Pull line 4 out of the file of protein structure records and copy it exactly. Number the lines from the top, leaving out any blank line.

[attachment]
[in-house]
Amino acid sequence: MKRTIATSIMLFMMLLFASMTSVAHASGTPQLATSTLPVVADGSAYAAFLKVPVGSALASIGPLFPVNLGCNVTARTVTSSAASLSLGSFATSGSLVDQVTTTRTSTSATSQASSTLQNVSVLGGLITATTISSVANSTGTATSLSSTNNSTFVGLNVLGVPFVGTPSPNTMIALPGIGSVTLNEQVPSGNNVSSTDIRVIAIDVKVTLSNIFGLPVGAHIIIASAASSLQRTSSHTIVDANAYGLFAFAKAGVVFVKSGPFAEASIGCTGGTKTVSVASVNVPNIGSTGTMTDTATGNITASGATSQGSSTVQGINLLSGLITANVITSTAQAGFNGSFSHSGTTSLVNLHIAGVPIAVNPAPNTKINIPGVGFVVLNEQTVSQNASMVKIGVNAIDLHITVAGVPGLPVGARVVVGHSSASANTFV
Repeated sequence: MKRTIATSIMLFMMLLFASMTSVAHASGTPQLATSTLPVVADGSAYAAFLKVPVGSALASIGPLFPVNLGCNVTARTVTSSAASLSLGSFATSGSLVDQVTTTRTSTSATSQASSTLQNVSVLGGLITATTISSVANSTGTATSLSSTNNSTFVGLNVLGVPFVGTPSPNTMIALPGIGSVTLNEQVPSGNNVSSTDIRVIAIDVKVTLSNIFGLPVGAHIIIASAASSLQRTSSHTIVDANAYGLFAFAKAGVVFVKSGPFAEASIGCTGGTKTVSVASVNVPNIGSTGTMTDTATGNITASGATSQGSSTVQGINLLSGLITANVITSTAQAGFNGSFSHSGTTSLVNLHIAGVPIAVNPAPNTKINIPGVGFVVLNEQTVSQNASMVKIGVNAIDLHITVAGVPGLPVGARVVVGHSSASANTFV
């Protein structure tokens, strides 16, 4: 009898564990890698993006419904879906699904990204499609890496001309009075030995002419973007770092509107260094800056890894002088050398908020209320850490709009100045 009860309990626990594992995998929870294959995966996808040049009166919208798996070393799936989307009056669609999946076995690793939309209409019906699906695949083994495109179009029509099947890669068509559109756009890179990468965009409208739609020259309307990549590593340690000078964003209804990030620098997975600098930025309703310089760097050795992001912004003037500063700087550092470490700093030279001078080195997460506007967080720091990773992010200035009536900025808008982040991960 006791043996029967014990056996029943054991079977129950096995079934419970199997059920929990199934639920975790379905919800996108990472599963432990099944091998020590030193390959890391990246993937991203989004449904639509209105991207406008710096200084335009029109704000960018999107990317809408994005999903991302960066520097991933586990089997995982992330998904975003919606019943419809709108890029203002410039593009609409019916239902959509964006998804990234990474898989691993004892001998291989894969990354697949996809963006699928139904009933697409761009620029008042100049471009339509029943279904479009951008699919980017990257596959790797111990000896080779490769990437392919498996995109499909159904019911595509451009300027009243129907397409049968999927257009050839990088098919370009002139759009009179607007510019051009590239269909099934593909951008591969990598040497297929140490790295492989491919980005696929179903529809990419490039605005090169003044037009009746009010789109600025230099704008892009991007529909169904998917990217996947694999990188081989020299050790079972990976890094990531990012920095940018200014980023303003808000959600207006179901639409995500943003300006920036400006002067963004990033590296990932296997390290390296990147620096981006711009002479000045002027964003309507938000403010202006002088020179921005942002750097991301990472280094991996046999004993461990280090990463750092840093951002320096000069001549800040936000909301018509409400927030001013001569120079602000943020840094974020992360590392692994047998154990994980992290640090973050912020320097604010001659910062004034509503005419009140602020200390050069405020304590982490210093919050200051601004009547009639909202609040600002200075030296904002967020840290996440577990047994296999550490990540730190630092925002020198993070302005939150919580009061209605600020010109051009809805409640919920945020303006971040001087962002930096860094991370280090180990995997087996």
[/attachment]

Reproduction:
């Protein structure tokens, strides 16, 4: 009898564990890698993006419904879906699904990204499609890496001309009075030995002419973007770092509107260094800056890894002088050398908020209320850490709009100045 009860309990626990594992995998929870294959995966996808040049009166919208798996070393799936989307009056669609999946076995690793939309209409019906699906695949083994495109179009029509099947890669068509559109756009890179990468965009409208739609020259309307990549590593340690000078964003209804990030620098997975600098930025309703310089760097050795992001912004003037500063700087550092470490700093030279001078080195997460506007967080720091990773992010200035009536900025808008982040991960 006791043996029967014990056996029943054991079977129950096995079934419970199997059920929990199934639920975790379905919800996108990472599963432990099944091998020590030193390959890391990246993937991203989004449904639509209105991207406008710096200084335009029109704000960018999107990317809408994005999903991302960066520097991933586990089997995982992330998904975003919606019943419809709108890029203002410039593009609409019916239902959509964006998804990234990474898989691993004892001998291989894969990354697949996809963006699928139904009933697409761009620029008042100049471009339509029943279904479009951008699919980017990257596959790797111990000896080779490769990437392919498996995109499909159904019911595509451009300027009243129907397409049968999927257009050839990088098919370009002139759009009179607007510019051009590239269909099934593909951008591969990598040497297929140490790295492989491919980005696929179903529809990419490039605005090169003044037009009746009010789109600025230099704008892009991007529909169904998917990217996947694999990188081989020299050790079972990976890094990531990012920095940018200014980023303003808000959600207006179901639409995500943003300006920036400006002067963004990033590296990932296997390290390296990147620096981006711009002479000045002027964003309507938000403010202006002088020179921005942002750097991301990472280094991996046999004993461990280090990463750092840093951002320096000069001549800040936000909301018509409400927030001013001569120079602000943020840094974020992360590392692994047998154990994980992290640090973050912020320097604010001659910062004034509503005419009140602020200390050069405020304590982490210093919050200051601004009547009639909202609040600002200075030296904002967020840290996440577990047994296999550490990540730190630092925002020198993070302005939150919580009061209605600020010109051009809805409640919920945020303006971040001087962002930096860094991370280090180990995997087996």